The sun was still shining as we pulled into Primmy V. The Raybans were on as were the tunes (turned way down though due to the explicit lyrics on some of my songs. Disney does not reside in my car.) I was directed to the caravan, I emptied the car, bagsied myself a room, realised the travel cot wouldn't fit in it, bagsied another room, realised the travel cot wouldn't fit in it. You see where I am going with this? It didn't matter, I would sort out the cot later. We made our way to the other caravan to say hi to my friends and their kids and the sun disappeared. The law of Sod right there. The night passed with no real events. The kids had a little pizza party while my friends and I kicked back with a bit of booze. I am still boobing the boy so before judgement is passed, it was just a light beer for me. Yes, that is a halo you see on top of my head. We headed out, saw the children's 'turn' (a tiger and elephant singing Uptown Trunk, if I remember rightly). The boy was epic and slept in his pram and the girl danced with her buds and her newly acquired flashing wand (thank you CG.) We were back in the caravans before half 9 with a cuppa and a toffee apple Sourz shot. Not kidding. (Thanks again CG.)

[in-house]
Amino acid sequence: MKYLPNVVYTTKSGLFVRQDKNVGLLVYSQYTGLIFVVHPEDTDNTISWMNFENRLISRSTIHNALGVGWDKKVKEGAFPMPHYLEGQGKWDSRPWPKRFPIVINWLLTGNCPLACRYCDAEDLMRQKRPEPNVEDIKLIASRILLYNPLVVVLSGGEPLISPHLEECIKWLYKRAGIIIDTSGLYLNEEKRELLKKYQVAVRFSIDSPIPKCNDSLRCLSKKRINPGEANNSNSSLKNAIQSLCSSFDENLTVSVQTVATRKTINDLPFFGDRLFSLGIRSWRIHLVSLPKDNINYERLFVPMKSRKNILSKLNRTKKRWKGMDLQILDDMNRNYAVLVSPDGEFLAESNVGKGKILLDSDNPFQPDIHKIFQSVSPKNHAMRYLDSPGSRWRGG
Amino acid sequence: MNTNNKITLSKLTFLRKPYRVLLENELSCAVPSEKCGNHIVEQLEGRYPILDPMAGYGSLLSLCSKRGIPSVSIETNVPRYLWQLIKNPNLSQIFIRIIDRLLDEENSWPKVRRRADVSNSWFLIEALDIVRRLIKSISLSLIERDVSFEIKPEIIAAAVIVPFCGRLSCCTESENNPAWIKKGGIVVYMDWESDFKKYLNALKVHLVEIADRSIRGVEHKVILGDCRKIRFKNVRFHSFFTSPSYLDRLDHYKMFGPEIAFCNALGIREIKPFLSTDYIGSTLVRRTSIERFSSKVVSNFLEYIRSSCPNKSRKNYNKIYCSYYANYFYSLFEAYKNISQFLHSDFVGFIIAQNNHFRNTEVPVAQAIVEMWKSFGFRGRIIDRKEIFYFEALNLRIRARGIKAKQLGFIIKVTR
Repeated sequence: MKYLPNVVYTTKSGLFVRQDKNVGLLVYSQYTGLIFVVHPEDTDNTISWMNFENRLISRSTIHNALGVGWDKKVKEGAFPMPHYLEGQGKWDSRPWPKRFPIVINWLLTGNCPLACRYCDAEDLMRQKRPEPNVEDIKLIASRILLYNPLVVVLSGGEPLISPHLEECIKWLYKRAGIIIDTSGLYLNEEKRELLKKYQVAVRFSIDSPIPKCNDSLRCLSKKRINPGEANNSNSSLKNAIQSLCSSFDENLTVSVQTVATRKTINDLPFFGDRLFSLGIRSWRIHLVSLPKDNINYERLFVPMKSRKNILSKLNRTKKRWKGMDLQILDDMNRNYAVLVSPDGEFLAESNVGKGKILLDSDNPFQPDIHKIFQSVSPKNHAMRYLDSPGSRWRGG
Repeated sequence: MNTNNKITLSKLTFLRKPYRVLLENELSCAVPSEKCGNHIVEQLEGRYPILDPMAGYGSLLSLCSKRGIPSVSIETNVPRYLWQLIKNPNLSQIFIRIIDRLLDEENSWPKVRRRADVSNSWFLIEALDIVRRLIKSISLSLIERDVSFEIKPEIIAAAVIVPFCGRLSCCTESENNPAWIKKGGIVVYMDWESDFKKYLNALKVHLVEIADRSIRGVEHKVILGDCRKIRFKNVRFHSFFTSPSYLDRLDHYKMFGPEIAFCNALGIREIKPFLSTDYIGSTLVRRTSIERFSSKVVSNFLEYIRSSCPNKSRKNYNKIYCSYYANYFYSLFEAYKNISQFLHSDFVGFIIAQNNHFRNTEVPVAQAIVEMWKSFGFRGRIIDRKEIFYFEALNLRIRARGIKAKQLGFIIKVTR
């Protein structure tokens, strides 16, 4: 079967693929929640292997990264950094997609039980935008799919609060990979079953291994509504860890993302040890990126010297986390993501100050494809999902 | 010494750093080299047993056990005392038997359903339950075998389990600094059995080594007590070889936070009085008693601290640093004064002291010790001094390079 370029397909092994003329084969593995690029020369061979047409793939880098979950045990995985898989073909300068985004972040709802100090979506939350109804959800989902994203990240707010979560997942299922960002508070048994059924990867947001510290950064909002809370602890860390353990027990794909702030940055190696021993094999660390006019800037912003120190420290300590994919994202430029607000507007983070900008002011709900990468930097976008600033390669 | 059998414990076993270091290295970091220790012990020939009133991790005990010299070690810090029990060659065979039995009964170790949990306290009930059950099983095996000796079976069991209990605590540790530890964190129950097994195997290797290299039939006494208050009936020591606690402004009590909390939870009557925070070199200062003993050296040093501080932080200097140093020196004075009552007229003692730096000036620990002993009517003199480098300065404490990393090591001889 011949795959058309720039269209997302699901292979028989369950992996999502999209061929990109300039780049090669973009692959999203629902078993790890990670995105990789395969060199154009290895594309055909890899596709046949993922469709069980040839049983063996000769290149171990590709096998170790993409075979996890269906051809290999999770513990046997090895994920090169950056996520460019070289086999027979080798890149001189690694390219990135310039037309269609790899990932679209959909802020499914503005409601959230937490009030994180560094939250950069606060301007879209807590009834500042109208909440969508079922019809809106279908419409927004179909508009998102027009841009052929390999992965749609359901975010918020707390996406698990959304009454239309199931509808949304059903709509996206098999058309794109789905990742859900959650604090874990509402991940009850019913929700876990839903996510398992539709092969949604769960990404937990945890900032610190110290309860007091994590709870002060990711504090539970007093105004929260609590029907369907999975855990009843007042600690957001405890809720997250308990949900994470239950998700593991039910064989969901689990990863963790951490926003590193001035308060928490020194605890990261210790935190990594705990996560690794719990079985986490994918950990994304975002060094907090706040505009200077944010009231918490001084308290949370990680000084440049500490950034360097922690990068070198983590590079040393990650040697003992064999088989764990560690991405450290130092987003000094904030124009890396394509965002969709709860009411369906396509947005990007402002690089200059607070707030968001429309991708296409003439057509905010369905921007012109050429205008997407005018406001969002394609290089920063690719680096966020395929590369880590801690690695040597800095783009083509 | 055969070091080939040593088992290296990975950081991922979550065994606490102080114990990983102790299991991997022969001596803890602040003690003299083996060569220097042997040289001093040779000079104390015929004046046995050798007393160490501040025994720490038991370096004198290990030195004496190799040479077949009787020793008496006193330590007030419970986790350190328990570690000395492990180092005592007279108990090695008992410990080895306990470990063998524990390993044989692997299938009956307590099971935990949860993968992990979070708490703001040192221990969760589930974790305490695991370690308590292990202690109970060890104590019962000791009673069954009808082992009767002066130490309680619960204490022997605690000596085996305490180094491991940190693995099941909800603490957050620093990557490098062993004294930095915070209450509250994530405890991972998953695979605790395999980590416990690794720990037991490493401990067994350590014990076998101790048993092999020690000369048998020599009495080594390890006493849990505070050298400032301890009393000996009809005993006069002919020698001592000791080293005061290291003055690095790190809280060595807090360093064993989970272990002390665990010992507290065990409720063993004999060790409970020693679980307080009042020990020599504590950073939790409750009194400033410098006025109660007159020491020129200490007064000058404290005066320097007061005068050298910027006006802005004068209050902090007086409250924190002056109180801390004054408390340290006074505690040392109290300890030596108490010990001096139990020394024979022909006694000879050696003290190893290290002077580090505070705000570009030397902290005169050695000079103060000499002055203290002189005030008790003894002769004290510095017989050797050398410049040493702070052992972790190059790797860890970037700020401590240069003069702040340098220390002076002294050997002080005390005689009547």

I was sharing a caravan with my oldest and most dearest friend in the world. She has a five year old boy and a three year old girl. We tried and failed to figure out a way we could use the travel cot. By this time, our girls were groggy and despite my daughter saying she would share a room with my friend's daughter, she wouldn't and didn't and how dare I ever suggest such a thing.